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Offshore Renewable Energy in Asia-Pacific: Defending the Present, Protecting the Future

Transmission lines climb above the hills of Bangui Bay, 27 September 2005, to deliver electricity generated by windmills in Bangui Bay, Ilocos Norte, northern Philippines. (Photo by JOEL NITO / AFP)

Executive Summary

With increasing pollution, population, energy demand, and costs for nonrenewable energy, Southeast Asia is increasingly looking toward investing in offshore renewable energy. For most Southeast Asian nations, offshoring will be cheaper than production of nonrenewable energy and will produce more energy than onshore renewable energy. The South China Sea has excellent offshore wind and wave energy potential, which will be cost-efficient in the long term.

To further promote offshore renewables in Southeast Asia, the best course of action for these countries and their foreign partners, particularly the United States, is to develop regulations and investment regimes facilitating investment. These countries should address security issues with China by promoting naval cooperation, training and arms sales, and gear supply before a border conflict arises. Strengthening the security component of offshore energy production will contribute to a greener future, increase the potency of China’s economic competitors, and empower Southeast Asian nations in their goals for energy security and carbon neutrality.

Key Takeaways

■ Southeast Asia is uniquely endowed with natural advantages for offshore wind, solar, and tidal energy, which can help local energy security and aid economic development.

■ The South China Sea’s offshore renewables are mostly in areas less susceptible, but not immune, to territorial disputes or Chinese territorial aggrandizement.

■ Preemptively addressing geopolitical problems stemming from Southeast Asia’s offshore renewables can provide a basis for resolving other territorial disputes in the South China Sea and their associated geopolitical issues.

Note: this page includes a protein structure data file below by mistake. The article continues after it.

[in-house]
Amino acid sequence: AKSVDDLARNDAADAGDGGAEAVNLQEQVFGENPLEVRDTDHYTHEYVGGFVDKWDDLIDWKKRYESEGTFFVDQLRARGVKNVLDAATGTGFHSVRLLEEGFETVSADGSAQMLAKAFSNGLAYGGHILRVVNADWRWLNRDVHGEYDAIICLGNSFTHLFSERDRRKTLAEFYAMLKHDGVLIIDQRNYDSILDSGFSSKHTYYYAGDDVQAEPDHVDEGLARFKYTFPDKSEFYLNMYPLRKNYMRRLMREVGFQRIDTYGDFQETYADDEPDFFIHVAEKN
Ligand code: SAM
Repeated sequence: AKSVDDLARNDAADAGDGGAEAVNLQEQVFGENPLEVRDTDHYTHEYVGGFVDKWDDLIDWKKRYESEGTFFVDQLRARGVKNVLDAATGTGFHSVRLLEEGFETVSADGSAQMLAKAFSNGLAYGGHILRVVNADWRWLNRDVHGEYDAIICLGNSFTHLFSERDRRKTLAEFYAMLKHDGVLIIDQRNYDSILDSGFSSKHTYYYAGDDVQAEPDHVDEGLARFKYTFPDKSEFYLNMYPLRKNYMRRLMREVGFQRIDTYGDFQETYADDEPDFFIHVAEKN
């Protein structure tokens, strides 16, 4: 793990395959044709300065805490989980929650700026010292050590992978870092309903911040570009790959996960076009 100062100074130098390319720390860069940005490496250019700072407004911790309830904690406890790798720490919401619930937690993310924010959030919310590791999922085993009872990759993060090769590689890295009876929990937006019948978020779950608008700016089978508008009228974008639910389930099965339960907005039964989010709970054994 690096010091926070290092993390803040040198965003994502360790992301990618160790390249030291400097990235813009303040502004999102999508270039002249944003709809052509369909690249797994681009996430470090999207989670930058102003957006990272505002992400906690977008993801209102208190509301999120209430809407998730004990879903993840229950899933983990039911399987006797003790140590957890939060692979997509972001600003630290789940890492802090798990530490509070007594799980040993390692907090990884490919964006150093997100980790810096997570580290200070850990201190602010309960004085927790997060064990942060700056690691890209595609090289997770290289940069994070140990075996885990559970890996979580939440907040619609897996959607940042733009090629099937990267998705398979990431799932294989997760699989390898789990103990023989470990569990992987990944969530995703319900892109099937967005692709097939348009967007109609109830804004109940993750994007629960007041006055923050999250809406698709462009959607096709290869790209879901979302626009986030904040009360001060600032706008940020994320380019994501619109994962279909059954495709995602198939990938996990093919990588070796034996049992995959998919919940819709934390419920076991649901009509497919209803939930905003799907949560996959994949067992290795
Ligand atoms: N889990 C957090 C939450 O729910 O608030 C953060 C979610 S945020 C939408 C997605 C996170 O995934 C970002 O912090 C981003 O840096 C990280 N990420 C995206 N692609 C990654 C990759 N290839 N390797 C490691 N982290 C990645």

■ Other regional disputes can impede offshore renewable development, but offshore renewable development itself can factor into the resolution of these disputes.

■ The most practical way to address concerns about Southeast Asia’s offshore renewables is to facilitate international investment in the region and multilateral cooperation between adjacent littoral actors.


■ The U.S. must maintain its commitment toward an open South China Sea with internationally recognized maritime boundaries. China’s “nine-dash line” program of territorial aggrandizement must be thwarted by continued U.S. Navy Freedom of Navigation patrols and broader diplomatic support to regional partners such as Vietnam, Malaysia, and the Philippines. This will ensure the region remains open for renewable energy development.

■ The U.S. government and nongovernment agencies must promote and encourage American companies’ direct investment and regional involvement. This will comfort partner states, as the U.S. will have a direct stake in thwarting China’s territorial ambitions while decreasing the insurance rates and political risk for many companies. In conjunction, these will reduce operating costs and stimulate development.

■ All local state actors must develop and adopt standard regional regulations (tax, environmental, economic, etc.) to incentivize large-scale investment. This regional framework can draw from lessons learned in the Caribbean and the North Sea, allowing for direct cooperation with the United States and European Union. They must also invest in naval and anti-naval capabilities to maintain a credible deterrent toward Chinese aggression.

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